New Zealand's team sprint cyclists have set the benchmark in their discipline by winning the world championships ahead of the Rio Olympics.

Swift and powerful in the London velodrome, the long-serving trio of Ethan Mitchell, Sam Webster and Eddie Dawkins eventually accelerated through their Dutch rivals in the final, having left Germany, France, Australia and Britain in their slipstream from the qualification round.

The Kiwis finished in 43.257s, beating the Dutch by 0.212s. Their average speed was 62.417km/h compared to the Dutch's 62.113km/h.

Dawkins was the key, clawing back a 0.068s deficit at the end of the second lap. He flew around the boards in 13.143s.


"It's always good to win, but to do so in the year of the Olympics is awesome," Dawkins said. "It puts a big bullseye on our back for the next few months, but better to be the bullseye than chasing it."

It's the second rainbow jersey for the trio, who won their maiden title in 2014. Coach Anthony Peden stood trackside with the national flag and the smiles of each were as wide as the home straight.

Listen: Sam Webster talks to Radio Sport after the sprint team secured gold

The New Zealanders were disqualified against France for overlapping a wheel on transition last year, and lost to Germany at the Cambridge World Cup in December. The result also presents a resurgence after the Cali World Cup in October when, in an open air velodrome, Dawkins could not draft onto Webster's wheel and they finished 16th.

The London result gives them a chance to consolidate, ruminate and channel their energy into the hunt for Rio glory. No New Zealand team of three or more people have won gold since 1984. The trio's culture of "friendly competitiveness" suggests this is possible.
Barring gold for the team pursuiters, the sprinters are likely to be tagged New Zealand's medal priority for the Games. That means the limited team spaces will be built around their foundation.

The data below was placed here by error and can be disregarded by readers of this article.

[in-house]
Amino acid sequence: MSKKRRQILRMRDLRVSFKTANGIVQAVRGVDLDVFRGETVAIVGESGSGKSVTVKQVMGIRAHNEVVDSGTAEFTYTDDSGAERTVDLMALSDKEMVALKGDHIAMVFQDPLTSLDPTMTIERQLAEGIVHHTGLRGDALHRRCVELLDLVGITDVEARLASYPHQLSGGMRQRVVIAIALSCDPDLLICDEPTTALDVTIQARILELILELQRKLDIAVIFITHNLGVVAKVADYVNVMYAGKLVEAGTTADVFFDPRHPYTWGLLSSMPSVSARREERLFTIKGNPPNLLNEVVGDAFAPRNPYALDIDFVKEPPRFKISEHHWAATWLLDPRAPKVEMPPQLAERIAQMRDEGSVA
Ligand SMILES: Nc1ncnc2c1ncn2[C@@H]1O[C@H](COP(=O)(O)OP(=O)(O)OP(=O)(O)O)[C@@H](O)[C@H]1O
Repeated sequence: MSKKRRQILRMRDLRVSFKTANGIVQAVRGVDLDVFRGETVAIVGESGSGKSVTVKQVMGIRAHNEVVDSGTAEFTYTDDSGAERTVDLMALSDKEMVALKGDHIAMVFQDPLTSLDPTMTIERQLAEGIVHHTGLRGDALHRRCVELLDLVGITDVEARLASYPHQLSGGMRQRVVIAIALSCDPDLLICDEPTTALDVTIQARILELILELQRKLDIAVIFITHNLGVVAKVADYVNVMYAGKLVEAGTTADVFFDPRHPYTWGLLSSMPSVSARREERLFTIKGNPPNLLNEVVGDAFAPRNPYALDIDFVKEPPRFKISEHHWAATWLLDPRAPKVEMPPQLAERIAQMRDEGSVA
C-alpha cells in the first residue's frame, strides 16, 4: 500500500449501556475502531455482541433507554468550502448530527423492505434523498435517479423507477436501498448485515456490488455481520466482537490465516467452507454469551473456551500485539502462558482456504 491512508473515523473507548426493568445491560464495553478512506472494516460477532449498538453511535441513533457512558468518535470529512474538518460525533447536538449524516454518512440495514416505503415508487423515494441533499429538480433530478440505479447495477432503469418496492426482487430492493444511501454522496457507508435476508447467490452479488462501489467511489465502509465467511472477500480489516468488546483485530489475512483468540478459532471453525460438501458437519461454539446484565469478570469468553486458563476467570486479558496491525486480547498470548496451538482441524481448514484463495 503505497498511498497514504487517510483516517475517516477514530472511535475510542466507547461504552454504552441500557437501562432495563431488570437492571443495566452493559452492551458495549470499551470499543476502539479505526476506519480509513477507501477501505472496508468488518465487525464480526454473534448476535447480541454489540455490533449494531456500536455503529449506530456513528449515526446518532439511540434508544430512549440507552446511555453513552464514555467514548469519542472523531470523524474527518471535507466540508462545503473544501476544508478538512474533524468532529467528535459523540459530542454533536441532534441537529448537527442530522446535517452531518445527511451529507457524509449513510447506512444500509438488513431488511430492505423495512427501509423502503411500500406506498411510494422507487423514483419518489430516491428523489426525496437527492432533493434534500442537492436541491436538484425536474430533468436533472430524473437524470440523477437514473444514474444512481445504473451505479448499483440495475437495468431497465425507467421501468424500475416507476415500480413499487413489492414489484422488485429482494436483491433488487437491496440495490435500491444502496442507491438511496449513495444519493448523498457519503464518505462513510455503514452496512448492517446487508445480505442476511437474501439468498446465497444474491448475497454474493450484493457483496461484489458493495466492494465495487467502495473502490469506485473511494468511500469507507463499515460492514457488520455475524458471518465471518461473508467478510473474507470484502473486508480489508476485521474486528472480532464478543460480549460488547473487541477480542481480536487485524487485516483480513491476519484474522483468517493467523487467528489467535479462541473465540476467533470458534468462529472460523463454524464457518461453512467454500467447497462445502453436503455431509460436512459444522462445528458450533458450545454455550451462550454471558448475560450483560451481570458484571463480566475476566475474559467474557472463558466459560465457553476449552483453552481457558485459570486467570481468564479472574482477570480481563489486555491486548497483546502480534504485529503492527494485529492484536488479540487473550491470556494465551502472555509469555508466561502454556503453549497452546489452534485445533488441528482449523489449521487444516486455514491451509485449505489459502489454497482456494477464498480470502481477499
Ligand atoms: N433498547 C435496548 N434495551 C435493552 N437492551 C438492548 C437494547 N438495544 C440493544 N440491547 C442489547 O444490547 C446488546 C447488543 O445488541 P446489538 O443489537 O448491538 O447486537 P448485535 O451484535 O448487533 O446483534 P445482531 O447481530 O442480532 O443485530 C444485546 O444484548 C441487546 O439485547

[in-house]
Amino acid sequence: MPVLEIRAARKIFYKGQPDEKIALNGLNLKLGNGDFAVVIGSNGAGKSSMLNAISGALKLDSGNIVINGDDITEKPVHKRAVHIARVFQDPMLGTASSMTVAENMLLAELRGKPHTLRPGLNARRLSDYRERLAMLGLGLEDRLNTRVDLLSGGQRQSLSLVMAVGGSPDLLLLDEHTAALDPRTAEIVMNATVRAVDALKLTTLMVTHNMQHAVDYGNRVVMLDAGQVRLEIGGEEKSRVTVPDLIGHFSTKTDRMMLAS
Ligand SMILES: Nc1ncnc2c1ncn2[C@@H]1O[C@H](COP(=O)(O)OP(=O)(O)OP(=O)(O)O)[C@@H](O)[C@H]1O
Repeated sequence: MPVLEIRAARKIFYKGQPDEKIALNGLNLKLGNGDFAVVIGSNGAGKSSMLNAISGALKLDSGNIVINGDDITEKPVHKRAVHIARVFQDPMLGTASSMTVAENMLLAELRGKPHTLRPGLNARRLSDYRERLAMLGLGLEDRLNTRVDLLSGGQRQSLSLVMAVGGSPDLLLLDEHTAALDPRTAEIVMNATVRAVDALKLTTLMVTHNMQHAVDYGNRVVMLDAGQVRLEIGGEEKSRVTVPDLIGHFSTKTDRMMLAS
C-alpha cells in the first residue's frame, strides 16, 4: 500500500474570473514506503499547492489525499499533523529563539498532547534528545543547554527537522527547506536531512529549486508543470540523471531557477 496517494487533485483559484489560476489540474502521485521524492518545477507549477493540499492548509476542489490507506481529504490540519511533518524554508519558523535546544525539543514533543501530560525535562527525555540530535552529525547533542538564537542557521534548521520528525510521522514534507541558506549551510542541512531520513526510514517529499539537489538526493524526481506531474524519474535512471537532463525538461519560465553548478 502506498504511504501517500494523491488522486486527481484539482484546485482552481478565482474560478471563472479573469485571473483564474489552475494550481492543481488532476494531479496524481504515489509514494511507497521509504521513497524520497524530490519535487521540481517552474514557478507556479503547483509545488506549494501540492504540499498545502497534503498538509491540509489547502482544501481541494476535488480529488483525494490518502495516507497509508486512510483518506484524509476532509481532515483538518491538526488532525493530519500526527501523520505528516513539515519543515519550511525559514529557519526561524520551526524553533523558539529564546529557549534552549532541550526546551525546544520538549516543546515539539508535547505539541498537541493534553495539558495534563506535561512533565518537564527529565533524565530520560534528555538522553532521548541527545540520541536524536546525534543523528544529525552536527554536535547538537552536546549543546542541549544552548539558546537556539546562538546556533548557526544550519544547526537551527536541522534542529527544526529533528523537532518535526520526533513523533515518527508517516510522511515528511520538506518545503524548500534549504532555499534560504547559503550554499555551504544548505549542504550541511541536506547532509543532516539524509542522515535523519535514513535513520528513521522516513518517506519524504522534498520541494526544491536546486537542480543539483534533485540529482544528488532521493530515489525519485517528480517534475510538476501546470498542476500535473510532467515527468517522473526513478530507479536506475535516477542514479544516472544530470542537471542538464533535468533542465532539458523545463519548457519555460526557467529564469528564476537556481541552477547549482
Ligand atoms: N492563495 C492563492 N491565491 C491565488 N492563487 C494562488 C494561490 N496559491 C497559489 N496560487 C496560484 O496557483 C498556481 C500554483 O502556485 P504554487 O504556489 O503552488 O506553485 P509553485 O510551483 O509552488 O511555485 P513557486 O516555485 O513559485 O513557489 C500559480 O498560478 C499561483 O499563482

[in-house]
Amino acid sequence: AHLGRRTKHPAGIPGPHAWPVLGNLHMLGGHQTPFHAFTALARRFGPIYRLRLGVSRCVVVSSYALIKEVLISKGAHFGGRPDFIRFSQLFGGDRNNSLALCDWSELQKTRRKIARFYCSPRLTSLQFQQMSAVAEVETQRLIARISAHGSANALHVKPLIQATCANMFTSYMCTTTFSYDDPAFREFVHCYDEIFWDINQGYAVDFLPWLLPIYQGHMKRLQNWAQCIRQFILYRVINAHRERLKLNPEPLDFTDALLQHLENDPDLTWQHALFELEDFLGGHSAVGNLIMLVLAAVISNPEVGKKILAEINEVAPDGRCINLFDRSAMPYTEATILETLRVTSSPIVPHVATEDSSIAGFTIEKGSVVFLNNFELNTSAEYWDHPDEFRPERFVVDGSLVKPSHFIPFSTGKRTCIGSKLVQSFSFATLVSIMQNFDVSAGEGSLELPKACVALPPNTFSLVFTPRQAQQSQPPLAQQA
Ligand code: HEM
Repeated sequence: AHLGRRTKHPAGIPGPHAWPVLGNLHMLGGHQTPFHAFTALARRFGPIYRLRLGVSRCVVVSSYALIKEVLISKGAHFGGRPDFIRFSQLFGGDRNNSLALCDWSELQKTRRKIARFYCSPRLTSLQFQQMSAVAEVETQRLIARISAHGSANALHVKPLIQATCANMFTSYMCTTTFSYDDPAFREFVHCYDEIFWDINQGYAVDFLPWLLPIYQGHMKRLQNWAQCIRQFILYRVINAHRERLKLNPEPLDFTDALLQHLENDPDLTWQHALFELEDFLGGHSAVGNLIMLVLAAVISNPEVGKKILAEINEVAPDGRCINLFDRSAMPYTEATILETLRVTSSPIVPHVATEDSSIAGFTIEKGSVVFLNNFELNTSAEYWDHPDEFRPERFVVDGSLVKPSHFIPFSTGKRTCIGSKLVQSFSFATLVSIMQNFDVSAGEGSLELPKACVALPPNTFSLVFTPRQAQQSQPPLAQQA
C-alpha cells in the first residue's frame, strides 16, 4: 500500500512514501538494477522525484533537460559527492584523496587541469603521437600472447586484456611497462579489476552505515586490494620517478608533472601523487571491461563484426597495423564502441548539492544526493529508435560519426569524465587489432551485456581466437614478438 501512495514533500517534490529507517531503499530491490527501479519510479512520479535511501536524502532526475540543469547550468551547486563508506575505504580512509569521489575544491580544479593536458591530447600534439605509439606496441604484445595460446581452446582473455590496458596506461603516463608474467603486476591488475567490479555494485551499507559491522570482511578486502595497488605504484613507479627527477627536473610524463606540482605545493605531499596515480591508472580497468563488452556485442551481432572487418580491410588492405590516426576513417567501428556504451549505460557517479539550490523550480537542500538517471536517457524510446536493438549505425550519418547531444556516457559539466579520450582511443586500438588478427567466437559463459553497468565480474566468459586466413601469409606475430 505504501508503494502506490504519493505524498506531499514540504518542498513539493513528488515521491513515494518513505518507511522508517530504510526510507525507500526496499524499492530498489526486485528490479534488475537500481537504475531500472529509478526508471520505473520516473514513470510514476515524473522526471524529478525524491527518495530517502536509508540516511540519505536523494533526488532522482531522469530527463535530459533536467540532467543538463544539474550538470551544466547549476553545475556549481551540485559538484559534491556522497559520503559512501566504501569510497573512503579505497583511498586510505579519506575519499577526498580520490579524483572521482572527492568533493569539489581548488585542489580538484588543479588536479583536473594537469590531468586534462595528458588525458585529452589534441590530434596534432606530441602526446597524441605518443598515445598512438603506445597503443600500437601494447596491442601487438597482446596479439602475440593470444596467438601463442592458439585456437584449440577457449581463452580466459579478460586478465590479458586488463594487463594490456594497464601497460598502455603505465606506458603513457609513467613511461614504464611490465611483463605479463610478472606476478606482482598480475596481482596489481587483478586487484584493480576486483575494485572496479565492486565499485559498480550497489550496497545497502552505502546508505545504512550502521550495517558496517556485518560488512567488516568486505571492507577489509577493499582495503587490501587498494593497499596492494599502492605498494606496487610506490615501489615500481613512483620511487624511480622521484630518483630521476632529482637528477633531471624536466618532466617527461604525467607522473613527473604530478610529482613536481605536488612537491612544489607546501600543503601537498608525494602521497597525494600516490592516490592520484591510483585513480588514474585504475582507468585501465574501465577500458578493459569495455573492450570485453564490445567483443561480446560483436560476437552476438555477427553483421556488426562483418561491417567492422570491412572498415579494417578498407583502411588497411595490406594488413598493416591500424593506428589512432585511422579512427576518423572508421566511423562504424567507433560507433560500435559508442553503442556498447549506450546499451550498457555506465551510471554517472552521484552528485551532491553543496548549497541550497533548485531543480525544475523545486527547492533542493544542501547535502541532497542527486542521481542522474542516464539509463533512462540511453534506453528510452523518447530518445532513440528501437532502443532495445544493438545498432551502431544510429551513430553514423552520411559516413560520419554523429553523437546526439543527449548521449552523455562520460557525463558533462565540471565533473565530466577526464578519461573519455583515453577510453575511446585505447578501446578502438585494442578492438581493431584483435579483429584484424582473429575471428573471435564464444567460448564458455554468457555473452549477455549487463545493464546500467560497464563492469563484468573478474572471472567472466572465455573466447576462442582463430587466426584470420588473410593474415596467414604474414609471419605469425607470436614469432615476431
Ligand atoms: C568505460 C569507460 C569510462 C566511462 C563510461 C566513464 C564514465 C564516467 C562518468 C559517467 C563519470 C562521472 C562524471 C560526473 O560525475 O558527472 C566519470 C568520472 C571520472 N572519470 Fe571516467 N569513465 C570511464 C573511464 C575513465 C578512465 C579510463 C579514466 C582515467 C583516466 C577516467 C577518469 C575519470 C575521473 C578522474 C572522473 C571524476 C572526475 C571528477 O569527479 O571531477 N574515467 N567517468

"We race a good team race and were smooth with our technical changes which helped us gain time," Webster said.

"Eddie [deserves credit too] for getting us back into the reace and getting us into the positives for the win."

"We came here in some of the best form we've had," Mitchell added.

Mitchell, Webster and Dawkins finished 0.2s faster than the Netherlands in their heat. Again, Dawkins delivered the decisive last lap of 13.213s which took them from second to first.

Elsewhere, New Zealand will take on perennial rivals Australia in the first round of the men's team pursuit tomorrow.

The quartet of Dylan Kennett, Piet Bulling, Nick Kergozou and Aaron Gate were the third fastest qualifiers in 3m 57.050s.

Great Britain, led by Sir Bradley Wiggins, were fastest in 3m 55.664s ahead of Australia in 3m 55.867s, New Zealand and Denmark.

The hosts take on Denmark in one match, with the Kiwis, who won the world title in Paris last year, against Australia. The winners earn a place in the final.

New Zealand were 10th fastest in the women's team pursuit with Natasha Hansen and teenage debutant Olivia Podmore clocking 33.932s.

Olympic team selections will be made in June after Cycling New Zealand send their submissions for New Zealand Olympic Committee approval.